US 8004444 B2
A chopping transconductor includes an transconductor input stage coupled with input signals of the chopping transconductor; a chopping switch coupled with an output of the transconductor input stage, the chopping switch having a switch output; and a cascode transistor, wherein the switch output is coupled to an output of the chopping transconductor through the cascode transistor. The chopping transconductor may be used in an analog-to-digital converter to isolate chopping switches from junctions with quantization noise.
1. An integrated circuit analog to digital converter comprising:
A. differential input signals;
B. differential summing junctions;
C. first transconductor circuitry having inputs connected with the differential summing junction and having differential outputs;
D. quantization circuitry having inputs connected to the differential outputs of the first transconductor circuitry and having an output coupled with the differential summing junction; and
E. chopping transconductor circuitry including:
i. first chopper circuitry having inputs coupled to the differential input signals and having differential outputs;
ii. a pair of first cascode transistors, each first cascode transistor having a drain and a source connected between a differential output of the first chopper circuitry and a differential summing junction;
iii. second chopper circuitry having inputs coupled to a source voltage and having differential outputs; and
iv. a pair of second cascode transistors, each second cascode transistor having a drain and a source connected between a differential output of the second chopper circuitry and the differential summing junction.
2. The integrated circuit analog to digital converter of
3. The integrated circuit analog to digital converter of
A. third chopper circuitry having inputs connected to the differential input signals, and differential outputs; and
B. transconductor circuitry having differential inputs connected to the differential outputs of the third chopper circuitry, and having differential outputs connected to the differential inputs of the first chopper circuitry.
4. The integrated circuit analog to digital converter of
This application is a divisional of prior application Ser. No. 12/317,953, filed Dec. 31, 2008, now U.S. Pat. No. 7,839,316, issued Nov. 23, 2010.
The present invention relates generally to signal processing and, more particularly, to analog to digital conversion.
2. Description of Related Art
In many moderate bandwidth sigma-delta analog-to-digital converter (ADC) applications, flicker noise is a significant problem. Examples of such applications include audio and GSM which are economically significant markets. Flicker noise is noise that is characterized by a 1/f relationship such that lower frequencies tend to contribute more to the noise. This flicker noise problem is a significant issue with circuits fabricated with CMOS devices having a size of 45 nm and 65 nm.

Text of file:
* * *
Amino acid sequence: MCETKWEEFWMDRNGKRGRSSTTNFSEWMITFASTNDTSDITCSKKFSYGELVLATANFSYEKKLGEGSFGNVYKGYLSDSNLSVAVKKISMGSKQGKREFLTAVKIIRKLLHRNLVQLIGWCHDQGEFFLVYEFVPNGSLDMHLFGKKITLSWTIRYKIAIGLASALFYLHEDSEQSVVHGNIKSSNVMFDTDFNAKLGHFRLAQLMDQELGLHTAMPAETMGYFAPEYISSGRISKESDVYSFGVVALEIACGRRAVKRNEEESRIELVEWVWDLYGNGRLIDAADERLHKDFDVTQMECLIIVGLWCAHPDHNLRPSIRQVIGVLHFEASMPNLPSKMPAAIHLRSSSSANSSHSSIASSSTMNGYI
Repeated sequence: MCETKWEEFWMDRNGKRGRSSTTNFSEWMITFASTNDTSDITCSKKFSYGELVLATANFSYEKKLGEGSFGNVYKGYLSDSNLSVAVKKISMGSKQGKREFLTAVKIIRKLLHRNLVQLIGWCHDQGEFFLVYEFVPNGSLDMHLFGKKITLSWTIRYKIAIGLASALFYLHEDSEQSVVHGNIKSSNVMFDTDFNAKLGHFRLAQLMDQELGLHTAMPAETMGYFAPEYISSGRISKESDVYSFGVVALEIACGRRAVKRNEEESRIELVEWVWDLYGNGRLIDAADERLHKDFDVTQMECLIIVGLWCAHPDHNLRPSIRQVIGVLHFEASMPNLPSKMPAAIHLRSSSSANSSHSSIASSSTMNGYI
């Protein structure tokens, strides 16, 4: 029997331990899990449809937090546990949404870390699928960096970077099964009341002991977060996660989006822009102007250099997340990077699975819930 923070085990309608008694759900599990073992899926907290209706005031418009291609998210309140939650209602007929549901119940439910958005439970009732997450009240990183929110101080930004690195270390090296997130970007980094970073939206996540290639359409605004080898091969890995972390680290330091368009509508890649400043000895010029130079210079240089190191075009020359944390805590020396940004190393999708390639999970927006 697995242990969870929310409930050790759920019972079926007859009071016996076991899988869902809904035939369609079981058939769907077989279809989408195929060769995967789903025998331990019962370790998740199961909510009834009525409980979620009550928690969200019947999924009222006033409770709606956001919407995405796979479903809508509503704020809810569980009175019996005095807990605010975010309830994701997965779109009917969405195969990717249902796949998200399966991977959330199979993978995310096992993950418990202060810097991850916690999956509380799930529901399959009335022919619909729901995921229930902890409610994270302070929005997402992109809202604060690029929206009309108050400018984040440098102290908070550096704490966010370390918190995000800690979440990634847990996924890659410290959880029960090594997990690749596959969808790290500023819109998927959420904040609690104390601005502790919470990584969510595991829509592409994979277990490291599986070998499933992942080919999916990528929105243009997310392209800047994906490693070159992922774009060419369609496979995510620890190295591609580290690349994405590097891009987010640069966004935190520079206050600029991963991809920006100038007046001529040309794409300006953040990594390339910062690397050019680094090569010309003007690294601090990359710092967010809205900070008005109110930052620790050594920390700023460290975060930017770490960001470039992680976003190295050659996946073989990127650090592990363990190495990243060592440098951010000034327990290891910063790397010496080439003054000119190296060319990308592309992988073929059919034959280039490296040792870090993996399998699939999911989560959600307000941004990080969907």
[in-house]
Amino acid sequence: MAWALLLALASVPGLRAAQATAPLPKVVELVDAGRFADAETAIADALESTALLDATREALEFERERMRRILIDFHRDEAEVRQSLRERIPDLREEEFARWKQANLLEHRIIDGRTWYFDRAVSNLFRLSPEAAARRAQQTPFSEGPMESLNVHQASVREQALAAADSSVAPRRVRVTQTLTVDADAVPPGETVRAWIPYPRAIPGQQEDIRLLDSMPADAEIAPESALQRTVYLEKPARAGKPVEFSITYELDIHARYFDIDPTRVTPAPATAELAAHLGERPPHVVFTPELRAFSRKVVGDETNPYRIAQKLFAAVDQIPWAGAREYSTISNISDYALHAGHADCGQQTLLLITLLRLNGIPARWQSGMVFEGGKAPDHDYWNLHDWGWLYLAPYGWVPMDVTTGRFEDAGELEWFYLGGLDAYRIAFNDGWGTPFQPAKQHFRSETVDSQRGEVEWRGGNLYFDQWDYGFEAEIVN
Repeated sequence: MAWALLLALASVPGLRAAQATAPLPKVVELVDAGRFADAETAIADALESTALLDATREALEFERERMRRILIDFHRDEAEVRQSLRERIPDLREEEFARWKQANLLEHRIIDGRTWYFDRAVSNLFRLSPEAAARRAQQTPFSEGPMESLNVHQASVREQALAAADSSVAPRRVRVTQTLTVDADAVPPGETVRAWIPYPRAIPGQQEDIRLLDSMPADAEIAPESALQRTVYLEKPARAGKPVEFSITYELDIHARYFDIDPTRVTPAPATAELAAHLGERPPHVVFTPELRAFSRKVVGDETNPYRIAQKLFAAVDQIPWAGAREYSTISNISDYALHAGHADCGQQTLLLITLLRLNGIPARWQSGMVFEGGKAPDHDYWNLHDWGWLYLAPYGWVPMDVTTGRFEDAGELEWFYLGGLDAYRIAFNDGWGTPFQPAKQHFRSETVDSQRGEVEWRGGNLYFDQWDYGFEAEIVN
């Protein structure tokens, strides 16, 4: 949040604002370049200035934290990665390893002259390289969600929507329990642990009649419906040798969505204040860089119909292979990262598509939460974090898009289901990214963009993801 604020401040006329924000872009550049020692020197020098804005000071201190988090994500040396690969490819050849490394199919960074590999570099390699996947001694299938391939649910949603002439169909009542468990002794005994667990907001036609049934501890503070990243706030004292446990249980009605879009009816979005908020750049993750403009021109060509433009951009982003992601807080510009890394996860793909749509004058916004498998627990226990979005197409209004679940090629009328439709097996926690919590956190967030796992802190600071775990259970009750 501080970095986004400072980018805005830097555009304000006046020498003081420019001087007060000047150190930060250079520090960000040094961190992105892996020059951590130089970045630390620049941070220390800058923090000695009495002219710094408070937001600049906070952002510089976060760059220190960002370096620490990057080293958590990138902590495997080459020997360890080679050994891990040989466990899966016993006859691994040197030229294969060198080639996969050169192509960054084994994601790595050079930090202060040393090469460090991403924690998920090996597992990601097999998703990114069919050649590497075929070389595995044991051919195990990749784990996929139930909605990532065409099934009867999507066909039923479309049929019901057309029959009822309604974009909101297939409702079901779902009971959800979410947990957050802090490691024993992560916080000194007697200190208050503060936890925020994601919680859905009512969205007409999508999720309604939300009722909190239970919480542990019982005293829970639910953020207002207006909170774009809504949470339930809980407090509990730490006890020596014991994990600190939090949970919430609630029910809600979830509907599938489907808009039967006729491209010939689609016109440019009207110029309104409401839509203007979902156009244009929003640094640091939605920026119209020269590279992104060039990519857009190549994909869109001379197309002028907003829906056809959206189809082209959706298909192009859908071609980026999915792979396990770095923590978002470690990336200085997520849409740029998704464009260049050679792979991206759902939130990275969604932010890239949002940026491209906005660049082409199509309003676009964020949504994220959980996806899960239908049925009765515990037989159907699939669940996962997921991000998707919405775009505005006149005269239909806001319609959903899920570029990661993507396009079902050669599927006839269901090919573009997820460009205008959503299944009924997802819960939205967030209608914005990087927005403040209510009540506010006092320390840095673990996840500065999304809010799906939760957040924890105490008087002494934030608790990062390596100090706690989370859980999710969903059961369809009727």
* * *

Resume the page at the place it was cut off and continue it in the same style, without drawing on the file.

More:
In the past, some attempts have been made to reduce flicker noise and its effects. One approach has been to increase the devices sizes away from 45 nm. The result, however, is an ADC that is unattractively 2 to 4 times the size if flicker noise was not a problem. In addition to the unwanted size increase, parasitic capacitances also increase. To combat this, current consumption is necessarily increased to keep the parasitic poles from decreasing (it is known that low frequency parasitic poles cause instability within ADCs.)
Therefore, there remains, as yet an unfulfilled need for an ADC that reduces the impact of flicker noise but also provide a small device/circuit size and avoid impacting current and power consumption. One particular disadvantage of conventional chopping techniques is quantization noise folding, or aliasing, that can occur because of chopping at frequencies less than the ADC clock frequency. The lowest frequency at which chopping may be performed is determined, at least in part, by the flicker noise corner of the ADC. Different approaches to addressing this issue have been proposed. One technique may be to increase the number of quantization levels. However, this will also result in an increase in current and power consumption. Another technique would be to chop at a frequency above the Nyquist rate such as, for example fchop=fclk. However, this also results in increased power consumption and also the need for clock boosting circuits for the choppers in order to reduce switch resistance.
Embodiments of the present invention relate to a chopping transconductor that includes an transconductor input stage coupled with input signals of the chopping transconductor; a chopping switch coupled with an output of the transconductor input stage, the chopping switch having a switch output; and a cascode transistor, wherein the switch output is coupled to an output of the chopping transconductor through the cascode transistor. The chopping transconductor may be used in an analog-to-digital converter to isolate chopping switches from junctions with quantization noise.